Justices Zarella and McLachlan found frequent common cause over the past year in championing judicial restraint and caution. While the two certainly were not ideological strangers in the past, in 2011-12 Justice McLachlan joined five of Justice Zarella’s nine separate opinions, and Justice Zarella returned the favor in two of Justice McLachlan’s three. Indeed, the first number is actually misleadingly low because Justice McLachlan did not sit on one of the nine cases in which Justice Zarella wrote separately and another of Justice Zarella’s separate opinions was a one-paragraph concurrence.
While neither Justice Zarella nor Justice McLachlan is a doctrinaire conservative in the Scalia-n sense, many of their separate opinions sprang from the shared view that the courts should play a limited and deferential role, but are not doing so. From allowing expert testimony on the subject of eyewitness identification (Guilbert, supra), to reviewing a moot question in a child custody case under the “capable of repetition, yet evading review” doctrine (In re Emoni W., 305 Conn. 79 (2012) (Justice McLachlan dissenting), to the scope of quasi-judicial immunity afforded to a conservator (Gross v. Rell, 304 Conn. 42 (2012) (Justice McLachlan concurring and dissenting), the Zarella-McLachlan tandem was consistent in its narrower view of the authority of the courts and the scope of their role. Call them Connecticut’s Judicial Restrainers. (This is by no means a tag of opprobrium. Judicial restraint once was a “liberal” view, not a conservative one; Justice Oliver Wendell Holmes formulated the notion as an antidote to the Lochner-era striking down of social legislation by his more conservative brethren.)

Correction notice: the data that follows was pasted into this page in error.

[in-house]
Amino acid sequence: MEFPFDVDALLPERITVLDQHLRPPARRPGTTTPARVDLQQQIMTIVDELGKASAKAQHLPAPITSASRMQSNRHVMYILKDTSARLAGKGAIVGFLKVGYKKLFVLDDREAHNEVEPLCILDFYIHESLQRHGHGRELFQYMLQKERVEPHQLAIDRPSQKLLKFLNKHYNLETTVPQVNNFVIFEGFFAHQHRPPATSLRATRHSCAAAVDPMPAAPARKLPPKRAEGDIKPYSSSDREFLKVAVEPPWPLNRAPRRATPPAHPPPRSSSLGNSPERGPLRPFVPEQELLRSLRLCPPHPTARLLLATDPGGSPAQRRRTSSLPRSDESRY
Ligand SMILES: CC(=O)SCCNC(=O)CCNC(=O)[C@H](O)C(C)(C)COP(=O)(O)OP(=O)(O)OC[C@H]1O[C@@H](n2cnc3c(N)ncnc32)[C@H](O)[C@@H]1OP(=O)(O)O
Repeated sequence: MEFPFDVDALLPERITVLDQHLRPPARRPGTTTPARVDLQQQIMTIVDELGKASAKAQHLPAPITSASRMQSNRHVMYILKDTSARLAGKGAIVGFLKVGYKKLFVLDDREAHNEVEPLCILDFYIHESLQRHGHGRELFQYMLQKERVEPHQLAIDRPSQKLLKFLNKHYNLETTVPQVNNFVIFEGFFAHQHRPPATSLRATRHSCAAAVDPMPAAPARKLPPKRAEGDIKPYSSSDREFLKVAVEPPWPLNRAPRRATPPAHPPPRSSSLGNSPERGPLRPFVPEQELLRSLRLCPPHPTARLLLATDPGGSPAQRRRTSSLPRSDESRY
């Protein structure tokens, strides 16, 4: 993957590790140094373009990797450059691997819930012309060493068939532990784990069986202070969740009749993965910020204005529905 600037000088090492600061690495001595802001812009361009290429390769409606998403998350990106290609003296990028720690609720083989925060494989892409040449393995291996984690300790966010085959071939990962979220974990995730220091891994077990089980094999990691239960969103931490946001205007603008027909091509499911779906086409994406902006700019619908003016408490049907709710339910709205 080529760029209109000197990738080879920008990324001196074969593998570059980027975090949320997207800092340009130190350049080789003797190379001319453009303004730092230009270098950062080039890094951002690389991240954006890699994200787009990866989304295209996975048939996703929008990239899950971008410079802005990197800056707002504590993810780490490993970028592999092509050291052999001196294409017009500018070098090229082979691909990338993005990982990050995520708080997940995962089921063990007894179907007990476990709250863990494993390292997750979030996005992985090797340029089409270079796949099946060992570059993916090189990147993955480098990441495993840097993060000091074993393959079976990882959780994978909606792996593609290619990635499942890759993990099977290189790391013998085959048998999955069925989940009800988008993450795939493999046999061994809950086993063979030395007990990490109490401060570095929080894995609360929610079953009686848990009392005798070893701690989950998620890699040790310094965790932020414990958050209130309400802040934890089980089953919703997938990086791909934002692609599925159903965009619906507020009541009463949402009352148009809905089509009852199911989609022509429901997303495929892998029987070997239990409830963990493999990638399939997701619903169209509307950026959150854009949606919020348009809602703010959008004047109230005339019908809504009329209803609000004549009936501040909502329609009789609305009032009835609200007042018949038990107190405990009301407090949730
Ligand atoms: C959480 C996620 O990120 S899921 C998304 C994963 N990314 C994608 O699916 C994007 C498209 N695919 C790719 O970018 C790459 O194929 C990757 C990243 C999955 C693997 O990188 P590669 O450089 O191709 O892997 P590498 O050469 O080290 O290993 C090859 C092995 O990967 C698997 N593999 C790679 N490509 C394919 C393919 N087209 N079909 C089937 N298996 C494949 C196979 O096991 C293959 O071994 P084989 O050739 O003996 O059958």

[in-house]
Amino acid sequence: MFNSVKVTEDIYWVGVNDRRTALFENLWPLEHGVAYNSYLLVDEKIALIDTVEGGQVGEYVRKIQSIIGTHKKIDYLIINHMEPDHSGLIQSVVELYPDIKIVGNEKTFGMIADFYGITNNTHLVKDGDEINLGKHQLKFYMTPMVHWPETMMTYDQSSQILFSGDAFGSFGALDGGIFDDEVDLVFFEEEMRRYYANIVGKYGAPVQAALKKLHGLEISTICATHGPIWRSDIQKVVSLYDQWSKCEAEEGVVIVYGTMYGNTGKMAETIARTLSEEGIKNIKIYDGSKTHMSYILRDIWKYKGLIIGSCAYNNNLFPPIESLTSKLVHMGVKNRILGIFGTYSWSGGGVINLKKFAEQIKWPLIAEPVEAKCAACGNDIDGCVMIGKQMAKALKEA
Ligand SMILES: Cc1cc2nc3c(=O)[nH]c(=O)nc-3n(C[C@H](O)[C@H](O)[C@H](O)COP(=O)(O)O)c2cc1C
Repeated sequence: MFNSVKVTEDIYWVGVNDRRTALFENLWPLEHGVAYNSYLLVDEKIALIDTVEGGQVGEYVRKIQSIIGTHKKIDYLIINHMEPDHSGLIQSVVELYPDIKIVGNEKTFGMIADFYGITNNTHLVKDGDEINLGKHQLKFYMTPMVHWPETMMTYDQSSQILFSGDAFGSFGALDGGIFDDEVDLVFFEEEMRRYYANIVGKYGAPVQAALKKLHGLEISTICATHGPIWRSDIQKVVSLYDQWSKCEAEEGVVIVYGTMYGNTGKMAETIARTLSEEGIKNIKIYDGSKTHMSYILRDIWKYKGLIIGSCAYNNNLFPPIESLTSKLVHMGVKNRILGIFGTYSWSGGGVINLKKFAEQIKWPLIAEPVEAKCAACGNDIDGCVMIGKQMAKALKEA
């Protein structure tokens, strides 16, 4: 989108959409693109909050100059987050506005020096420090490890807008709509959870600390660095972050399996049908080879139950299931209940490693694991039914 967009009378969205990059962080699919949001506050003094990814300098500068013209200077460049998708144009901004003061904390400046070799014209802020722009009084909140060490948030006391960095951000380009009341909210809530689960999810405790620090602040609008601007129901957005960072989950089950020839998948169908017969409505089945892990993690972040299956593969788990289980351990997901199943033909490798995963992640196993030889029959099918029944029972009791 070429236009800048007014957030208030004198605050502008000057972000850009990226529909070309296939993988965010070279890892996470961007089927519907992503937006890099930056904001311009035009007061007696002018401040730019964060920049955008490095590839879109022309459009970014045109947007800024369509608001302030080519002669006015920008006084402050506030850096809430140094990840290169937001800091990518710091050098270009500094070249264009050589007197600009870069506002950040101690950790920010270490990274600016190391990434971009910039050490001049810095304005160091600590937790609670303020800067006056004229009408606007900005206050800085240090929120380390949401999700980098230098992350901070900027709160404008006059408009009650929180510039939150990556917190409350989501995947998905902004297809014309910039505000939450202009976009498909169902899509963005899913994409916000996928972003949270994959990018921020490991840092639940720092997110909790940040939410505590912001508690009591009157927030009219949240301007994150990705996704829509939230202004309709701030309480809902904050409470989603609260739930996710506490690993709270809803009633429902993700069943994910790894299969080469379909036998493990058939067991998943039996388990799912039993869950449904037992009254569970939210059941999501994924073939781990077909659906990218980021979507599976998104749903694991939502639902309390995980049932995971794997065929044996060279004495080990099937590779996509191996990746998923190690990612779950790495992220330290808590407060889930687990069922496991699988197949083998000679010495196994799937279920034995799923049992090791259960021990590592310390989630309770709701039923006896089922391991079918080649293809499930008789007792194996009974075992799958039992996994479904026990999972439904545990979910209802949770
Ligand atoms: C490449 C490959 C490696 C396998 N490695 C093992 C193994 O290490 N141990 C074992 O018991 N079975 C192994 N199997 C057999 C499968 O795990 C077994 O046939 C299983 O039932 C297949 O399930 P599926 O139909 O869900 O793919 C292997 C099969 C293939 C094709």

The frequency with which Justices Eveleigh and Vertefeuille formed a tandem was more surprising, given that they did not do so a single time in 2010-11. Moreover, their pairing was a distinctly one-sided affair: Justice Vertefeuille joined in all six of Justice Eveleigh’s dissents and concurrences in 2011-12, but he joined in none of hers.
For the Eveleigh-Vertefeuille tandem, the trial court usually is king. The common thread in many of their joint opinions is deference to the trial court and a great appreciation for the oft-arduous burdens placed on trial judges. In their dissent in State v. Jordan, 305 Conn. 65 (2012), for example, they took issue with the majority’s conclusion that a troublesome criminal defendant had “clearly and unequivocally” asserted his right to represent himself.
In the dissent in Duart v. Dept. of Correction, 303 Conn. 11 (2012), they disagreed with placing the burden to prove discovery misconduct entirely on the party moving for a new trial. Both decisions are trial court-centric, albeit in different ways: The former recognizes that statements that may seem clear in a cold appellate record may not be so in the heat of a courtroom, while the latter stems from the central role of the trial court in refereeing discovery disputes.
This is not to say that Justices Eveleigh and Vertefeuille are blindly deferential. In State v. Coccomo, 302 Conn. 113 (2011), their dissent states that they would have affirmed the Appellate Court’s reversal of the defendant’s DWI conviction based on plain error by the trial court in admitting questionably-maintained blood alcohol test results. Nonetheless, as the two justices who spent the most years on the trial bench (12 years for Justice Eveleigh and 10 for Justice Vertefeuille), decisions with an extra pinch of deference for the trial judge under review hardly come as a surprise.
The Lone Wolf